How did the early toddler and childhood years roll out for Andreas Lubnitz? How did his father treat his mother? With respect or disdain? Were his parents strict disciplinarians with poor knowledge of their son’s developmental needs? Were they calm and loving toward him, or were they controlling and prescriptive? Was he shouted at or smacked by adults twice his size? Was he alone as a young boy, did he feel abandoned in a world that holds winning as the ultimate prize? Was he psychologically hammered to achieve his milestones or was he supported in kind ways? Was Andreas Lubitz really listened to and was he heard by the adults around him? Did his parents play with him?

We do not know any of these facts.

However, it appears that he was not noticed, not heard, not really listened to in the years before this event. His superiors thought he was fine and he passed the tests with flying colours. His whispers were not being heard. And then, finally he made a murderous decision. In doing so, he has made us all take notice. Now we are listening, but are we hearing the whispers of Andreas Lubitz, from that graveyard mountain in France?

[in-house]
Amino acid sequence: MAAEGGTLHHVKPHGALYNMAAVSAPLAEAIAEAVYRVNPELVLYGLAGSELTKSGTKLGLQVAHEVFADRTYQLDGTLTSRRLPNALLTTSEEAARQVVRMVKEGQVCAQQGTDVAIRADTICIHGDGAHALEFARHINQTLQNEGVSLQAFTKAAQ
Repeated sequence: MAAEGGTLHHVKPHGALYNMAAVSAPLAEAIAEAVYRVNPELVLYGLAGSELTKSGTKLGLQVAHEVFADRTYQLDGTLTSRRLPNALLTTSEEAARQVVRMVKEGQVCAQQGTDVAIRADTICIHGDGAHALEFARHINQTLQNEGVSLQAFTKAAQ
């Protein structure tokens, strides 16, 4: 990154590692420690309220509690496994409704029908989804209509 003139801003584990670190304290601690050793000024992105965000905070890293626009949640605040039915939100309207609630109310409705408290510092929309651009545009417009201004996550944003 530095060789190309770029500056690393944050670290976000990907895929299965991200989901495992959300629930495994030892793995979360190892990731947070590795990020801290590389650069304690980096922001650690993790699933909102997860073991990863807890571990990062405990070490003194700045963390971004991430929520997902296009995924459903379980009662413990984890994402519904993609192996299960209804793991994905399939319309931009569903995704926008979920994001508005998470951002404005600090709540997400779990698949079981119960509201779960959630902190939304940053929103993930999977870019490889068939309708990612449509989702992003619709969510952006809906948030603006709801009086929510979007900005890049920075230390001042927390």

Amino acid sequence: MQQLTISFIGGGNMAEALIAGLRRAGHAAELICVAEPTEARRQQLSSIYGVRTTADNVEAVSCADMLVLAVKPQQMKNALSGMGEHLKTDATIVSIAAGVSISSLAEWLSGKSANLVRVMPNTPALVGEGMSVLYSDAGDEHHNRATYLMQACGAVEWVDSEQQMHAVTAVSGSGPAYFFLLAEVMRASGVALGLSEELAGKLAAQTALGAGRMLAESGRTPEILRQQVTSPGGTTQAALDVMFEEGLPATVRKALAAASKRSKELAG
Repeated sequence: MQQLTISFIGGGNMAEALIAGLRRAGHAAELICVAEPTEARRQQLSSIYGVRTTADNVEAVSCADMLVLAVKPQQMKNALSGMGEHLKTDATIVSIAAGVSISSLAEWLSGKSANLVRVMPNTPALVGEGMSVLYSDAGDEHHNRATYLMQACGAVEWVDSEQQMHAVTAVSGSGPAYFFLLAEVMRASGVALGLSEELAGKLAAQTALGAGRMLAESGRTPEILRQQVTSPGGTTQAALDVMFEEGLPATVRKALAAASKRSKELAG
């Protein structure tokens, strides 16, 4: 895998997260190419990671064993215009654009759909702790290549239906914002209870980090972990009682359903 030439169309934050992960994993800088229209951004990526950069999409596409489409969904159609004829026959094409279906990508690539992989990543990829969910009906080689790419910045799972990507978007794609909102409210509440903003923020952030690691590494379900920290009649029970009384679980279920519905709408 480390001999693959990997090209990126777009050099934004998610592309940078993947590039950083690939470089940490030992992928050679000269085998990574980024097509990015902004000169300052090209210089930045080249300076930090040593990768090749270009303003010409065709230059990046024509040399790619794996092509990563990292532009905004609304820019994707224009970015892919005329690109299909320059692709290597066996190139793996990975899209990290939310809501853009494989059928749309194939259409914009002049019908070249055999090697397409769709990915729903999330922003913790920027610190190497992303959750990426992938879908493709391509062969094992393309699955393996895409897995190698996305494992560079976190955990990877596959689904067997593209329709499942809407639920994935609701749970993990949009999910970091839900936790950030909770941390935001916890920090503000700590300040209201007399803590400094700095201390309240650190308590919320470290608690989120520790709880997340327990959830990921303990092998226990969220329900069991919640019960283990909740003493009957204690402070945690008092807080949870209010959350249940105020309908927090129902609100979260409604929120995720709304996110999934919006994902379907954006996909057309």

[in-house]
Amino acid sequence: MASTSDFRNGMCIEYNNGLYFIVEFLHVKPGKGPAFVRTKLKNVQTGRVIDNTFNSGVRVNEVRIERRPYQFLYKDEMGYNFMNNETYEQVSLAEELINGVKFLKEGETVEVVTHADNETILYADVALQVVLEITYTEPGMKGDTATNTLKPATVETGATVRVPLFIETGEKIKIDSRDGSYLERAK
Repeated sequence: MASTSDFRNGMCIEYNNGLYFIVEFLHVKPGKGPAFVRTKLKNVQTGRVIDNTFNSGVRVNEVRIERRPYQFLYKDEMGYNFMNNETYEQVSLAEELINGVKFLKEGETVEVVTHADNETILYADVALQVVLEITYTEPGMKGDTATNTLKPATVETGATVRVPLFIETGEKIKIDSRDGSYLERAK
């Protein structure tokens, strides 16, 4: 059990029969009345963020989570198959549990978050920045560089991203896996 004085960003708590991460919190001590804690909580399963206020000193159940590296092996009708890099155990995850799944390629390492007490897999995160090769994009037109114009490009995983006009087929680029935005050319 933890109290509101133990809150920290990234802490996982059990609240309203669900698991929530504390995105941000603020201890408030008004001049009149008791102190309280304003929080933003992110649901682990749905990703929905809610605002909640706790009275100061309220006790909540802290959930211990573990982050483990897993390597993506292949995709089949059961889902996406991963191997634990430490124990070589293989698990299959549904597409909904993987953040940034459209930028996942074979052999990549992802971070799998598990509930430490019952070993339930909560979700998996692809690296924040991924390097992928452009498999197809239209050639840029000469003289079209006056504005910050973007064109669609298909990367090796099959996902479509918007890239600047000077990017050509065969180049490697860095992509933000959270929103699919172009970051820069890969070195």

It is my guess that flying gave Andreas Lubitz an immense sensation of freedom and self-control. Something he was not able to find in other circumstances. For the few moments that he was the lead pilot and was alone at the controls, his split self, or alter ego took over, the part of himself that saw death as an escape from the jailhouse of life. The part of himself that could no longer contain his smouldering rage and self hatred, once alone in the cockpit, had ultimate control over life and death. A powerful position indeed.

I reiterate, a human being who needs to take such a draconian measure to achieve a sense of power, is a person who as a child felt abandoned, powerless, humiliated, defenseless.

We need to listen to the whispers from Andreas Lubitz’ mountainside grave. We need to listen and take steps to apply what we learn. The freedom to be self directed begins in the womb. An unborn baby who responds to a nursery rhyme by clapping her hands in the womb shows us that self direction and self actualization is an inherent quality. A baby who has been born gently into an environment where his mother has been tenderly and lovingly cared for, is a baby who may feel that he has birthed himself and is empowered for life. Babies are active participants in the process of birth and the medicalization of childbirth may rob them of this ability. A baby will actively seek the breast and is able to crawl and latch himself onto the nipple, ONLY if he is left alone, undisturbed on his mother’s chest skin-to-skin, to do so. Thus the interactive lessons in loving between mother and child begin, laying the foundation for the capacity to love others in each child’s future.